Call me crazy, but I like Italian Prog. I don’t know how long I’ve had this in my hard drive, or where it came from, but it rocks. And hard. This song is a kickass instrumental. The rest of the album has standard, but not odious, hard rock vocals.
It would have been a classic if made by an American, British, or even Australian band.
Il Rovescio della Medaglia were formed in Rome around the end of 1970 from the ashes of the beat band I Lombrichi. Enzo Vita, Stefano Urso e Gino Campoli founded the group, that had as lead singer first Gianni Mereu (not the guitarist of Logan Dwight), then Sandro Falbo (from Le Rivelazioni) and soon later Pino Ballarini, who had moved to Rome from Pescara where he played with Poema.
Their first great success was at Viareggio Pop festival and they soon became one of the most popular live bands in Italy during the early 70’s.
First LP La Bibbia, released in 1971, was basically a very good hard-rock album with slight prog influences, recorded live in studio and accompanied by a distinctive round medallion-shaped booklet
The second one, Io come io a year later, was in the same style, with ambitious philosophical lyrics inspired from Hegel works. A short album (less than 30 minutes) but again a really good one!
In 1973 a fifth member was added, keyboard player Franco Di Sabbatino, also from Pescara, like Pino Ballarini, and briefly with Il Paese dei Balocchi.
With their sound enriched by the keyboards, Il Rovescio released the third album, Contaminazione, with the help of argentine composer Luis Enriquez Bacalov, who had already worked with New Trolls for their Concerto Grosso and Osanna.
The album was obviously more in a symphonic direction, and was also released in an English-sung version and issued in many foreign countries, to try to launch the group abroad. The English language album appeared in Italy in 1975 only, when the band had already split up.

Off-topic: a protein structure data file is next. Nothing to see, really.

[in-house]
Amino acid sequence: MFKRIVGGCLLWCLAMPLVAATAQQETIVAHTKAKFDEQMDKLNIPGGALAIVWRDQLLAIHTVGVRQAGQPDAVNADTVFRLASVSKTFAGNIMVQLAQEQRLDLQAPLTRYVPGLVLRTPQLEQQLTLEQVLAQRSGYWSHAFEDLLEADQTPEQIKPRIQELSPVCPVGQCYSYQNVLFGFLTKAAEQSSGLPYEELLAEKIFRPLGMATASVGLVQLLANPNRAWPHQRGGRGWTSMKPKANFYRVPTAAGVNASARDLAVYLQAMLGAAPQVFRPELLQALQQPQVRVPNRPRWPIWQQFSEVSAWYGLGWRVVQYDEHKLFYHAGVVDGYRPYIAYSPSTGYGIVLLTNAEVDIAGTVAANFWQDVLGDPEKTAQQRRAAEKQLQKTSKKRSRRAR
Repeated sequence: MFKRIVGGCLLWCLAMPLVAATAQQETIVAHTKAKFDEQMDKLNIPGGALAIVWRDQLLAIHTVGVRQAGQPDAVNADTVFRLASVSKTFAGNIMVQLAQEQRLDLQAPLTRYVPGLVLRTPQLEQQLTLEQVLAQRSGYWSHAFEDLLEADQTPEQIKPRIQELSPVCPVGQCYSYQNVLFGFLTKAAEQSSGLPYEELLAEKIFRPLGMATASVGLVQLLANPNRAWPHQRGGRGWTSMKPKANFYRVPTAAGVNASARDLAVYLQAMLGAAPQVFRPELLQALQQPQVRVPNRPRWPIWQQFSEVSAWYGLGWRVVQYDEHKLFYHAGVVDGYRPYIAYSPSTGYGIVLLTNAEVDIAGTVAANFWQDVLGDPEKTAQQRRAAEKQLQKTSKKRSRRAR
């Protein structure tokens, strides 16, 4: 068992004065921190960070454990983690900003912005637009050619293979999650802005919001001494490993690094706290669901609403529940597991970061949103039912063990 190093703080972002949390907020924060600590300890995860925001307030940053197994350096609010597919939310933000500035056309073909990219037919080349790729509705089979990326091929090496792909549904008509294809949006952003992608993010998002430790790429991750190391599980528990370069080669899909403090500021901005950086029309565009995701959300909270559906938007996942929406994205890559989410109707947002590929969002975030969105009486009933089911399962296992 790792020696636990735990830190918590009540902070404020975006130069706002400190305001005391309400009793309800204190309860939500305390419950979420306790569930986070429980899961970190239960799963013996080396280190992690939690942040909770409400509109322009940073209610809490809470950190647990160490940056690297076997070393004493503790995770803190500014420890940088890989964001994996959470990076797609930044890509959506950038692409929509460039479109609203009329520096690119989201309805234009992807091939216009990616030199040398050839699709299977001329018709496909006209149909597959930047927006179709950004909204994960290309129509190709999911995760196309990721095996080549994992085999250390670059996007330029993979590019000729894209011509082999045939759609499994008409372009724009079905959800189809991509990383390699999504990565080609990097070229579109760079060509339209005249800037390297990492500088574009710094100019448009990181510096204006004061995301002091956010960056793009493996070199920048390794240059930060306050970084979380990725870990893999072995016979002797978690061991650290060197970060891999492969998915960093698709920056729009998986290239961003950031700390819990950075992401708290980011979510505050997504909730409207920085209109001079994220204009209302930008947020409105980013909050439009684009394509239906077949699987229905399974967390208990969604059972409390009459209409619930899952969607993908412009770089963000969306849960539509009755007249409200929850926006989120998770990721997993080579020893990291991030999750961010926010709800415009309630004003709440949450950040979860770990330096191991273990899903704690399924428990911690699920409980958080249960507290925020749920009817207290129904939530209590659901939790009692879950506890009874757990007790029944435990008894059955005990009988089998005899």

By this time the band was being renowned for their powerful performances, always played at the loudest possible volume and helped by a unique sound system. This is what the Contamination LP liner notes said about it (originally written in English, mistakes and all…): “Their instrumentation is among the moste interesting in Europe. The 6000 watt Mack vocal equipment is quadrophonic and is equivalent to 36 track amplifiers. The console table is really a portable recording studio with filters, compressors, etc. The guitar, the battery and the keyboards have 900 watt amplifiers. The keyboards consist of a vertical B Hammond organ, a harmonium, an eminent for the reproduction of strings, two VCS synthesizers, a 200 Harp [it was probably an ARP], and two mini moog synthesizers. The lighting equipment is also important. There are 50 spotlights which produce colors and special effects. On a special screen behind the group, slides and films are projected to produce abstract musical effects.”.
Not bad for an Italian band, and no one else in Italy had such a powerful live act!
But… in December 1973 the stealing of their big and expensive PA brought the band close to the end, with Pino Ballarini leaving for Switzerland (briefly replaced by Michele Zarrillo from Semiramis) and the others continuing as an instrumental-only band. The live album Giudizio avrai, privately released by the band in the late 80’s, contains a recording from this period, with the band’s sound dominated by the keyboards.
Last release is a single from 1975 (there’s a mention on its cover of a new album, but this was never released), then the band had various line-up changes up to 1977.
Bassist Stefano Urso founded Europe, authors in the early 80’s of an album (Bubble BLU-19609) and some singles in pop/rock style.
In early 90’s guitarist Enzo Vita reformed the band with a new line-up and released a new CD called Il ritorno, different from their past production and more AOR-inspired, as its followers Vitae (recorded earlier) and Microstorie, issued in 2011.